The Independent

October 27, 2018

By Bill Donovan

Independent correspondent

GALLUP — As the temperatures starts to get colder, local health and law enforcement officials are once again searching for solutions to reduce the number of street people who die each year because of exposure to the cold.

The previous winter was mild in comparison with some of the past winters, but the city still saw several of what they call “open field deaths.”

RMCHCS gets involved

This year will see even more attention given to the problem as Rehoboth McKinley Christian Health Care Services is getting involved through its Substance Abuse Treatment Center.

The center has a program where it provides work for those who go through the treatment program as a way to ease them back into the workforce.

During October and November, workers in the program will be visiting businesses in the area asking them to put up flyers in their windows and around their stores urging customers and passersby to call Metro Dispatch if they see someone who might be in danger. The flyers urge locals to be aware of the problem and to help save lives by calling Metro Dispatch.

‘Ignoring them is neglect’

“Don’t let these people freeze to death,” says the flyer. “They need shelter for the night. Ignoring them is neglect.”

“Anyone can call Metro Dispatch or 911 if they observe anyone laying on the ground and obviously in need of assistance, especially in inclement weather,” said Franklin Boyd, Gallup’s acting police chief.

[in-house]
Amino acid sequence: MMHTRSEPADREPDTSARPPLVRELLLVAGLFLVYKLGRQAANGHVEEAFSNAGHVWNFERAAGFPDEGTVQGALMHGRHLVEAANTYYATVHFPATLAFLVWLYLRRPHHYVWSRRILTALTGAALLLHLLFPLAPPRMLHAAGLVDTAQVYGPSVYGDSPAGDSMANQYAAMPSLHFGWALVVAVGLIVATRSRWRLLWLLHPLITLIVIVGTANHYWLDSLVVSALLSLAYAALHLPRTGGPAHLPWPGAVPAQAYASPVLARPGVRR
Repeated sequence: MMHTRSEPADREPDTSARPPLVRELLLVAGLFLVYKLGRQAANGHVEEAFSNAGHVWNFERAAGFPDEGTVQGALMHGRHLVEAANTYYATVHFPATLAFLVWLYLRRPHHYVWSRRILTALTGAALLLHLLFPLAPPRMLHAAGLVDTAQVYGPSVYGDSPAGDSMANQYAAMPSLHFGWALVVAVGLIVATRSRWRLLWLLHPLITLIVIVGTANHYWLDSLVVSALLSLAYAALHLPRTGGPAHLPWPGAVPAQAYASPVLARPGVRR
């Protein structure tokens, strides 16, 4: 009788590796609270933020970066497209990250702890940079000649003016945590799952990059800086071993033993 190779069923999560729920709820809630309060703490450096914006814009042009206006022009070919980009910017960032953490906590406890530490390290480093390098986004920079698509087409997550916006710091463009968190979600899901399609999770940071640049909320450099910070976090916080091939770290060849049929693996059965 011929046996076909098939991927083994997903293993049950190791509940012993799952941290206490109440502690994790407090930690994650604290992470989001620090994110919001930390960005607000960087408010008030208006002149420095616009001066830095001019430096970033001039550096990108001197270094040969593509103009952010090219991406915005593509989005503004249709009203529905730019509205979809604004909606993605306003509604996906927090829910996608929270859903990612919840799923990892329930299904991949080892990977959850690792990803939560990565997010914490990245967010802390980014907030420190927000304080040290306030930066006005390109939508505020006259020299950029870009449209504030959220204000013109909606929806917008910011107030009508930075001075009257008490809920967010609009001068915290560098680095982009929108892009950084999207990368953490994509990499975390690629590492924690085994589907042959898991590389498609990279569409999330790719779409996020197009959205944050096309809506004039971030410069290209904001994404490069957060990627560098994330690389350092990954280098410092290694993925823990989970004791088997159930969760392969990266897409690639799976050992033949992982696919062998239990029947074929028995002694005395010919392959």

The police department each winter sets in place a “ditch patrol” where a couple of community service aides go around and look in areas where street people congregate to see if there are any that need to be transported somewhere to spend the night out of the cold.

“We actually started this a couple of weeks ago,” said Captain Marinda Spencer. However, the area they need to cover is so vast that they aren’t able to be everywhere which is why area residents are being asked to step in and help.”

Boyd said the police department routinely finds people who are nearly frozen and close to dying. Their efforts have resulted in saving a lot of lives over the years.

“So far these unfortunate deaths are showing a decline and and we have had no deaths from exposure this (winter) but temperatures are just begun to drop,” Boyd said.

Taxi service to detox

Local health officials say that what the city is basically setting up is a taxi service for those most in danger of dying because of their lifestyle. Since few street people have cellphones or access to phones and may be too intoxicated to be aware of the danger they are in, others have to step in to make sure they are safe.

Kevin Foley, director of NCI, said his center will once again be providing accommodations nightly for those in need of a place to stay because of the cold temperatures.

He said the center has accommodations for 150 people with the doors opening at 6 p.m. Those who take advantage of the service are also given breakfast in the morning.

Bill Lee, director of the Gallup-McKinley County Chamber of Commerce, is getting involved as well by issuing a personal request for city businesses to become part of the effort to save lives this winter.

“We welcome this opportunity and urge our members to post the flyers we have sent to them,” he said.

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